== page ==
Almost Doctor Who:
Happy Accidents

Film Barely seen by anyone on initial release a decade ago but recently gifted a dvd release (and good lord is now watchable perfectly leagally on Netflix) Brad Anderson's film Happy Accidents is an urban Starman-like romance. Marisa Tormei’s serial dating failure Ruby meets Vincent D’Onofrio’s hipster Sam in the park and although he’s kind of eccentric, he’s no worse than most of the mouth breathers she’s previously had to deal with and they begin dating.

At which point he decides to dump a mass of exposition on her about his past, that he’s a time traveller, from the future, that he’s been searching for her because of photograph he found in a junk shop and to describe any more would be to spoil the rest of what is an entertaining piece of Sundance indie which is worth seeing even if you're not entirely convinced by anything else I'm about to write. Just don't look at anything else I've seen online. It all gives the game away.

The most immediate similarity is with the tv movie and the moment when the newly regenerated Eighth Doctor is also babbling about Gallifrey and the Master, Tormei’s blasé reaction mirroring Grace’s acceptance that her world is changing so she’d best just go with it. Arguably Rose too, through in the first couple of episodes of nu-Who the Doctor is rather more reticent about his past thanks to Russell T Davies only writing in enough to gain a new audience's attention.

At first this seems like coincidence; these are the kinds of relationship tropes or emotional beats that are typical to this kind of story and the central question of whether Sam’s lying or not reflect’s similar posers in everything from K-Pax, to The Man From Earth to Starman to the surreal Starry Night featuring a man who looks like and thinks he may well be Vincent Van Gogh.

Then about an hour in to Happy Accidents, there’s a line of dialogue which literally made me spill tea on my lap because it was in my mouth when I started laughing. It’s in one of the long expositional scenes when Sam’s attempting to convince Ruby of his sincerity and she’s looking at him as though he’s as nuts as she’s slowly becoming convinced he is.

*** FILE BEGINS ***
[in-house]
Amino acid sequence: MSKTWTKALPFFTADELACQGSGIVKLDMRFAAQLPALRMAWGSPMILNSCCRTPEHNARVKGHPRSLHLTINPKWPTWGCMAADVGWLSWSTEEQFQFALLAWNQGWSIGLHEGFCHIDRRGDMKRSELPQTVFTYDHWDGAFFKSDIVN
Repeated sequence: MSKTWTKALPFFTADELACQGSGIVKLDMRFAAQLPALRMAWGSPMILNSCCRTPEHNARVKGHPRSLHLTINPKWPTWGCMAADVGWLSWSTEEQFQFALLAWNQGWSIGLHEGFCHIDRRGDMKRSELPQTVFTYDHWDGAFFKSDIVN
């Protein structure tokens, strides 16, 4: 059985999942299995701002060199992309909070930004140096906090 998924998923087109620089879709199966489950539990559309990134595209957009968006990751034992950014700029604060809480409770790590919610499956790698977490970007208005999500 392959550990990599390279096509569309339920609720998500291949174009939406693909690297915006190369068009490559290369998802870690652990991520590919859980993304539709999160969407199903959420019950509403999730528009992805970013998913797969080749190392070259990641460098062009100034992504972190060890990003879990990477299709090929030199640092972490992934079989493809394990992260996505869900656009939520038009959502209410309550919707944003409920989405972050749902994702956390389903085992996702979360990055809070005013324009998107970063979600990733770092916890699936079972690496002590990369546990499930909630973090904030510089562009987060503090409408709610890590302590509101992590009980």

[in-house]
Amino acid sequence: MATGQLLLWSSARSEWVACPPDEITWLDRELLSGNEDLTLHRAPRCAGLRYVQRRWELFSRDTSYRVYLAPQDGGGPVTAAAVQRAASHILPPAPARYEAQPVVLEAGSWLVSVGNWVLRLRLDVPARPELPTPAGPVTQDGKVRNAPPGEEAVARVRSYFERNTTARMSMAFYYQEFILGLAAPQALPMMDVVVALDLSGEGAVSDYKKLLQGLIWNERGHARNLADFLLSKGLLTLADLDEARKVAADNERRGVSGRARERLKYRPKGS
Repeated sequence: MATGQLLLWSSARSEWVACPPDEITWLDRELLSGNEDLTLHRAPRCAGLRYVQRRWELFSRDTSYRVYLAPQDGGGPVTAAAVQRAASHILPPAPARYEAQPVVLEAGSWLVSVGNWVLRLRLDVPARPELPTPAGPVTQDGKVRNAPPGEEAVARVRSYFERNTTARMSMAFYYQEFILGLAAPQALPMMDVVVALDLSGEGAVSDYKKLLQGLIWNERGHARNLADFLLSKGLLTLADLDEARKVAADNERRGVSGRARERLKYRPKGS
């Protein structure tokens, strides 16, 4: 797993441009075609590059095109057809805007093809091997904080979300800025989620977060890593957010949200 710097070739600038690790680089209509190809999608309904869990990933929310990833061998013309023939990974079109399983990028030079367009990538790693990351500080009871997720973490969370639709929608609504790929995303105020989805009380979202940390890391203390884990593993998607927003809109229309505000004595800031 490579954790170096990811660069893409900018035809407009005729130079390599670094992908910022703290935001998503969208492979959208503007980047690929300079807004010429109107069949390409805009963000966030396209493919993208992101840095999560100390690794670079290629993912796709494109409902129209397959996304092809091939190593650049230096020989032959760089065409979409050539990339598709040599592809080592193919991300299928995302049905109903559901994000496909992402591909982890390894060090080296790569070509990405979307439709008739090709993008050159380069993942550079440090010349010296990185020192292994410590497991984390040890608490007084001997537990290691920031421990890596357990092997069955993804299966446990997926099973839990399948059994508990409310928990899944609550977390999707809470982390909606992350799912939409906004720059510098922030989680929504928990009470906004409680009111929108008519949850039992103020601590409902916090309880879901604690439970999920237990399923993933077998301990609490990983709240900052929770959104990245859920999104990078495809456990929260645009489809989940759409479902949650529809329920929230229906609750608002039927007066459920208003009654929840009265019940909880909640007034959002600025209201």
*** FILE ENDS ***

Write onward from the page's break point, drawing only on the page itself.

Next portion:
He’s describing the kinds of time travel which are possible and says that “Blinovitch's Second Law of Temporal Inertia – blah blah blah”. The blahs are were I was looking for a towel to mop up the beverage. On rewinding and listening again, though he doesn’t use “limitation effect”, he’s making up new Blinovitch laws about what is and isn’t possible which someone has helpful jotted down on the (oh yes) wikipedia page:
"Blinovitch's Second Law of Temporal Inertia" apparently states that is impossible to time travel in your own lifetime. One can only time travel to the distant past, and only small changes in history are possible, which will "dampen out" by the time they reach the relative present.

"Blinovitch's Fifth Law of Causal Determination" resolves (in an unspecified manner) all paradoxes involved with time travel.
In the midst of this most American of indie sci-fi adventures, Vincent D’Onofrio uses one of the stone cold canonical names from Doctor Who and in such a way that for a brief moment (well not that brief probably), I wondered if I’d been oblivious to something all these years and it was an actual scientific law. I even headed straight to Google to check, hence knowing that a wikipedia page exists on the subject, which proved very handy come the Christmas special and the malarchy surrounding the finale.

Originally created by Terrance Dicks and Barry Letts to explain why Day of the Daleks doesn’t make any sense it is pure fiction and writer/director Anderson is simply tipping his hat to one of his inspirations, which suggeststhe similarities with the tv movie might not be so coincidental. But by the end of the film, since there’s nothing else in the story that Lance Parkin could pinch his nose over, I pretty much decided I was watching something set in the Doctor Who universe. The dvd now sits on the same shelf as Torchwood and The Sarah Jane Adventures.

1 comment:

  1. I love that movie. And I noticed the Dr. Who connection as well, when I first saw it. It's a lot of fun, and I really like Brad Anderson, who seems to pick random genres for each film he does.